Automatic fMRI-guided MEG multidipole localization for visual responses

Department of Biomedical Engineering and Computational Science, Helsinki University of Technology, Espoo, Finland.
Human Brain Mapping (Impact Factor: 5.97). 04/2009; 30(4):1087-99. DOI: 10.1002/hbm.20570
Source: PubMed


Previously, we introduced the use of individual cortical location and orientation constraints in the spatiotemporal Bayesian dipole analysis setting proposed by Jun et al. ([2005]; Neuroimage 28:84-98). However, the model's performance was limited by slow convergence and multimodality of the numerically estimated posterior distribution. In this paper, we present an intuitive way to exploit functional magnetic resonance imaging (fMRI) data in the Markov chain Monte Carlo sampling -based inverse estimation of magnetoencephalographic (MEG) data. We used simulated MEG and fMRI data to show that the convergence and localization accuracy of the method is significantly improved with the help of fMRI-guided proposal distributions. We further demonstrate, using an identical visual stimulation paradigm in both fMRI and MEG, the usefulness of this type of automated approach when investigating activation patterns with several spatially close and temporally overlapping sources. Theoretically, the MEG inverse estimates are not biased and should yield the same results even without fMRI information, however, in practice the multimodality of the posterior distribution causes problems due to the limited mixing properties of the sampler. On this account, the algorithm acts perhaps more as a stochastic optimizer than enables a full Bayesian posterior analysis.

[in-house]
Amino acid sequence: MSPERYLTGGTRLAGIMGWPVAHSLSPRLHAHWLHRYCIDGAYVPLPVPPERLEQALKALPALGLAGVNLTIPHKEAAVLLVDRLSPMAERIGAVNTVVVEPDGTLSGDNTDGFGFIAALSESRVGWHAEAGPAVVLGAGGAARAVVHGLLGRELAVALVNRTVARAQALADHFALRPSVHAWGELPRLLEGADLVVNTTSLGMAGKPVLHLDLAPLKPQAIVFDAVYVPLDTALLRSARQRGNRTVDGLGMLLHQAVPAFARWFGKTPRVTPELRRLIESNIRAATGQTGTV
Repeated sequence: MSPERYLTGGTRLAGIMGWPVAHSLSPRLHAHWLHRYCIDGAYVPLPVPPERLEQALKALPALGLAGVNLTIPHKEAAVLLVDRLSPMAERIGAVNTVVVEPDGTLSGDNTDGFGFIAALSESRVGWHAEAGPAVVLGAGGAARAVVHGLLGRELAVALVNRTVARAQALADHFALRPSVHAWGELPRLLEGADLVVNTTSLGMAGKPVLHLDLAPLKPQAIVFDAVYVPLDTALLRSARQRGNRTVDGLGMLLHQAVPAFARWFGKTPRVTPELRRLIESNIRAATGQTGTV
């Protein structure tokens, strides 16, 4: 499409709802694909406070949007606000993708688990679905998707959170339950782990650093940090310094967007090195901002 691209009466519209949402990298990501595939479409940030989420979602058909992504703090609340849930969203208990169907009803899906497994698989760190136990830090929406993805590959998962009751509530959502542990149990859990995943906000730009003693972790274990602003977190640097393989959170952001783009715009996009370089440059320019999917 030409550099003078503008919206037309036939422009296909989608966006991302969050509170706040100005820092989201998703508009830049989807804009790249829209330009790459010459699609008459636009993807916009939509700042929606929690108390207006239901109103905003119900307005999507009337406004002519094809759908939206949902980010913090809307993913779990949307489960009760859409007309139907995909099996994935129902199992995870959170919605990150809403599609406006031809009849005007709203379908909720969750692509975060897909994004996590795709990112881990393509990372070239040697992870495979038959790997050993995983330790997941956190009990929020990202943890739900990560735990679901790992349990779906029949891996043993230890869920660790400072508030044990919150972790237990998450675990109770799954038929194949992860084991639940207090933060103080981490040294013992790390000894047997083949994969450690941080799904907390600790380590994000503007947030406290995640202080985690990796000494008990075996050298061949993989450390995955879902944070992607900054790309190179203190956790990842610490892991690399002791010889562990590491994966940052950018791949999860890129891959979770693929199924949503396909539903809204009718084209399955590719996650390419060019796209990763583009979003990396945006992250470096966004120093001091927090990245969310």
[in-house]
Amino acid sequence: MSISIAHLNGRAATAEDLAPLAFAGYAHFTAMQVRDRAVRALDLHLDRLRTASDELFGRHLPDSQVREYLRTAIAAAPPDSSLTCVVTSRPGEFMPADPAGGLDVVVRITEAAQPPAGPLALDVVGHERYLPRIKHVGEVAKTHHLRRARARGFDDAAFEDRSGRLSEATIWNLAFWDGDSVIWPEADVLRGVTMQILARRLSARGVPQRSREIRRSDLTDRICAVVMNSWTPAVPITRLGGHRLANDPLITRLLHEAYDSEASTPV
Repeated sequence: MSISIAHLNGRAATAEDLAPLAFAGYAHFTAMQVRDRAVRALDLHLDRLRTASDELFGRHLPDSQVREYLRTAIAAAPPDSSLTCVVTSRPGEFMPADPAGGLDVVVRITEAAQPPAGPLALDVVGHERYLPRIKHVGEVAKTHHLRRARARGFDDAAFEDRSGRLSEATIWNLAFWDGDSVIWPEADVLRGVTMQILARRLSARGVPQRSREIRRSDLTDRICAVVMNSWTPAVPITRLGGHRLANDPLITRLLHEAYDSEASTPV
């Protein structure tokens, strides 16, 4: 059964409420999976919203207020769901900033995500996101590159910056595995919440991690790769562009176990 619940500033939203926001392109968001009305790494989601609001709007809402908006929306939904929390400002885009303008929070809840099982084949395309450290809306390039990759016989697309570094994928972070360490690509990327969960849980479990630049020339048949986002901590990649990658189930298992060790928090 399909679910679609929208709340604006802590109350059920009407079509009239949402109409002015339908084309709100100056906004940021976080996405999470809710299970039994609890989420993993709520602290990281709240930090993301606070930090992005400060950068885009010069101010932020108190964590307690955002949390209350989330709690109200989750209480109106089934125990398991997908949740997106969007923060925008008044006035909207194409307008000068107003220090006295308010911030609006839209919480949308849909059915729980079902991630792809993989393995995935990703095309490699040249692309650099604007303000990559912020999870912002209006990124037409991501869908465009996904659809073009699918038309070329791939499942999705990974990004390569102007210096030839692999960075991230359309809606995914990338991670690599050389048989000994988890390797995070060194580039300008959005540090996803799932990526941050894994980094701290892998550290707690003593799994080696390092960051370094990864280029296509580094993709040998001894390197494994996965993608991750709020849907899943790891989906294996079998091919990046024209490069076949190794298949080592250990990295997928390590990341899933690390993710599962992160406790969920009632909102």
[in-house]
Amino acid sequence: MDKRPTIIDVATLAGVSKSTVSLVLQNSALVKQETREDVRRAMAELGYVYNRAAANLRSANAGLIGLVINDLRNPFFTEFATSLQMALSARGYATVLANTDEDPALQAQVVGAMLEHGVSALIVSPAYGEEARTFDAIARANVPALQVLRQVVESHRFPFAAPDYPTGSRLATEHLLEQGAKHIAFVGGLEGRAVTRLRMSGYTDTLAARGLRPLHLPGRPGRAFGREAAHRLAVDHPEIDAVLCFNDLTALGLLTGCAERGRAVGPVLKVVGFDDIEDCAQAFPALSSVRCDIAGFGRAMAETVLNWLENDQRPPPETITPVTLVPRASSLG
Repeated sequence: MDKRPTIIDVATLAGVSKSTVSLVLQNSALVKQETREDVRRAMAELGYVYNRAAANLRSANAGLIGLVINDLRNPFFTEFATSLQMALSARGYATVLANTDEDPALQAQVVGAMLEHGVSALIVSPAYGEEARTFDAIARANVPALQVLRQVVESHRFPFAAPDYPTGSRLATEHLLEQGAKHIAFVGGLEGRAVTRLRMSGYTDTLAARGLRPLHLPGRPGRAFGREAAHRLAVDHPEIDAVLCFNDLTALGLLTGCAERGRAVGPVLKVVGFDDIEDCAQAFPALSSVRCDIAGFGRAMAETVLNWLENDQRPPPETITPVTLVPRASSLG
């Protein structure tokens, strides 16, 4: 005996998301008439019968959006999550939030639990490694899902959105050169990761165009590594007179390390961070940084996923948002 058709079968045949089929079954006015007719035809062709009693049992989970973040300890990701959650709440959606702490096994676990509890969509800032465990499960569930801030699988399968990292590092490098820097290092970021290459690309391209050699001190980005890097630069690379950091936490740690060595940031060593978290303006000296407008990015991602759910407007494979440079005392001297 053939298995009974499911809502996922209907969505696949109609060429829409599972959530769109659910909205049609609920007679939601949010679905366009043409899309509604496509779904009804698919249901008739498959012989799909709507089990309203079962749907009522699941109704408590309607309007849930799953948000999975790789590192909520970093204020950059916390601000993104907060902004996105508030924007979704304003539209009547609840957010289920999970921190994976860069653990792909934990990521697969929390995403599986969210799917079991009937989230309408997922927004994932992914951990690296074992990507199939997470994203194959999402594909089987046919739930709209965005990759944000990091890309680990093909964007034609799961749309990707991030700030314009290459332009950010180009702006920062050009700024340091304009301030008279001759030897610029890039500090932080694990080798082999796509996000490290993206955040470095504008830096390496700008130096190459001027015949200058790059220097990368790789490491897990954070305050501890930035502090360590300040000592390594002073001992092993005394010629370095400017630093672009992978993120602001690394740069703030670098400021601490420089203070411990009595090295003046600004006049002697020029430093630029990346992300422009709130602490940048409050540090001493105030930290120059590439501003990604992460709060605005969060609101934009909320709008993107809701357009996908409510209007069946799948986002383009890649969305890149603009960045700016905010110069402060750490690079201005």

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    • "Notice there are vast source models based on multiple penalties; these models can also integrate the virtue of previous extreme source models (Valdes-Sosa et al., 2009b; Wipf & Nagarajan, 2009). Previous studies use fMRI activation to constrain the spatial locations of EEG source (Liu et al., 1998; Dale et al., 2000; Phillips et al., 2002; Liu et al., 2009) or initialize the dipole seeds (Stancak et al., 2005; Auranen et al., 2009). This has undesirable consequences when fMRI was considered the \truth" for spatial information (Dale et al., 2000), since the relative importance of EEG and fMRI is not evaluated (Gonzalez Andino et al., 2001). "
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